But the age of heroic medicine is over. Dramatic, emergency interventions are still an important part of the system. However, Gawande insists that the heavy emphasis on flashy, heroic work is misplaced. Much more important is “incremental medicine” and the role of the overworked and underappreciated primary care physician.

Continue reading

Watching Out for the Rights of the Uninsured

Special Guest Post by Professor Howell E. Jackson, Harvard Law School

As Republicans strive to unwind the Affordable Care Act (ACA), public commentary is quite naturally focusing on the number of Americans who might lose health insurance coverage. The Congressional Budget Office last month estimated that eleven million individuals could drop off of insurance rolls immediately, with millions and millions more to lose coverage within the next few years.  These numbers are indeed troubling, but the fate of the uninsured deserves similar attention.

For those critical of the ACA, uninsured individuals are sometimes characterized as victims of government overreach: penalized with a tax assessment for not complying with the individual mandate, and denied access to the kinds of lower-cost insurance policies that a less regulated insurance market might provide.  And there is some truth to this critique:  Mandatory coverage terms under the ACA do drive up premiums, and of the estimated 27 million Americans now without health insurance coverage, some eight million are paying ACA penalties, totaling on the order of $8 billion a year.  But under the ACA, the uninsured are getting something for those penalties.  In fact, they are getting quite a lot.

As policy analysts often note, the ACA prohibits insurance companies from denying coverage or charging higher premiums based on pre-existing conditions.  This protection is most often discussed in the context of individuals seeking to obtain insurance coverage in the first instance or after losing employer-provided coverage.  A less heralded, but equally important feature of this aspect of the ACA is that it allows healthy Americans the freedom to forgo insurance in the first instance and then purchase reasonably priced coverage when the need arises.  The policies available to uninsured individuals have the full protections of the ACA, including limits on out-of-pocket expenses, as well as prohibitions on annual or lifetime coverage limits and mandated terms of coverage.  In addition, premiums are constrained and, for many individuals and families, premium assistance and cost sharing support are available.   While many despair that a large and possibly growing share of Americans lack insurance coverage, at least the ACA ensures that the uninsured have the right to buy a good health insurance policy at a reasonable price when the need arises. Continue reading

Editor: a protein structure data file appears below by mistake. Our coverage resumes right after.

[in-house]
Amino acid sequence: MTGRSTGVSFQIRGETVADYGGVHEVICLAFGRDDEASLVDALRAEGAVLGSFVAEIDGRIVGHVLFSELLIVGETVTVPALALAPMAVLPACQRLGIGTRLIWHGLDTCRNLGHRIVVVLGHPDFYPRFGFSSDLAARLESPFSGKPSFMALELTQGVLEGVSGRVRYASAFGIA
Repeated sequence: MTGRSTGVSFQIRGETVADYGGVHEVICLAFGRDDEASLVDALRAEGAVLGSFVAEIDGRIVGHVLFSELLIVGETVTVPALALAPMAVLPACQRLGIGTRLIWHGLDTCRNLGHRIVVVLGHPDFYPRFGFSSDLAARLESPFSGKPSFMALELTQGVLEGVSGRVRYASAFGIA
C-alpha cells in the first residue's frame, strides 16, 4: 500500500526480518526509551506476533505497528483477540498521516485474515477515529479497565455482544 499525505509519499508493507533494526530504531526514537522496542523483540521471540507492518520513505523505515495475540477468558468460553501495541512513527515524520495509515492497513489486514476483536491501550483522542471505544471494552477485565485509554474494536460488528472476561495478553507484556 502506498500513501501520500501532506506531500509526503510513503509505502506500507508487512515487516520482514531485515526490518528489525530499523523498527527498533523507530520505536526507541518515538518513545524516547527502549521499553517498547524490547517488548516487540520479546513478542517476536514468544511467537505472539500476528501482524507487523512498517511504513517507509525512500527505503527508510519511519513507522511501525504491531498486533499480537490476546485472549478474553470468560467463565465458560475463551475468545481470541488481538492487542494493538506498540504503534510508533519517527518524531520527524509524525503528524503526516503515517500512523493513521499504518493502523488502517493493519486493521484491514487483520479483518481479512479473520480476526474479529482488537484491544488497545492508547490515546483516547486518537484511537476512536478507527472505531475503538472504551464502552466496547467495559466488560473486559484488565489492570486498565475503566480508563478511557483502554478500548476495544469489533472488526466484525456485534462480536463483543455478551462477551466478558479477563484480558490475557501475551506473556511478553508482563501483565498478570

Is Mike Pence’s Medicaid Expansion a Blueprint for Donald Trump’s Health Care Reform?

By David Orentlicher

[cross-posted at orentlicher.tumblr.com]

Donald Trump’s pledge to repeal and replace the Affordable Care Act has looked much more like a plan for repeal than a plan to replace, especially in light of the kinds of reform proposals advanced by leading Republicans in Congress, including Trump’s designee for Secretary of HHS, U.S. Rep. Tom Price.

But Trump’s recent promise of “insurance for everybody,” suggests that he might actually have a serious replacement in mind. While we cannot automatically take Trump at his word, it may be the case that he is following the example of his Vice President-elect Mike Pence, who as Governor of Indiana defied Republican positioning in signing on to the Affordable Care Act’s Medicaid expansion. Continue reading

REGISTER NOW (1/23)! PFC’s 5th Annual Health Law Year in P/Review

The Fifth Annual Health Law Year in P/Review symposium will feature leading experts discussing major developments during 2016 and what to watch out for in 2017. The discussion at this day-long event will cover hot topics in such areas as health policy under the new administration, regulatory issues in clinical research, law at the end-of-life, patient rights and advocacy, pharmaceutical policy, reproductive health, and public health law. Continue reading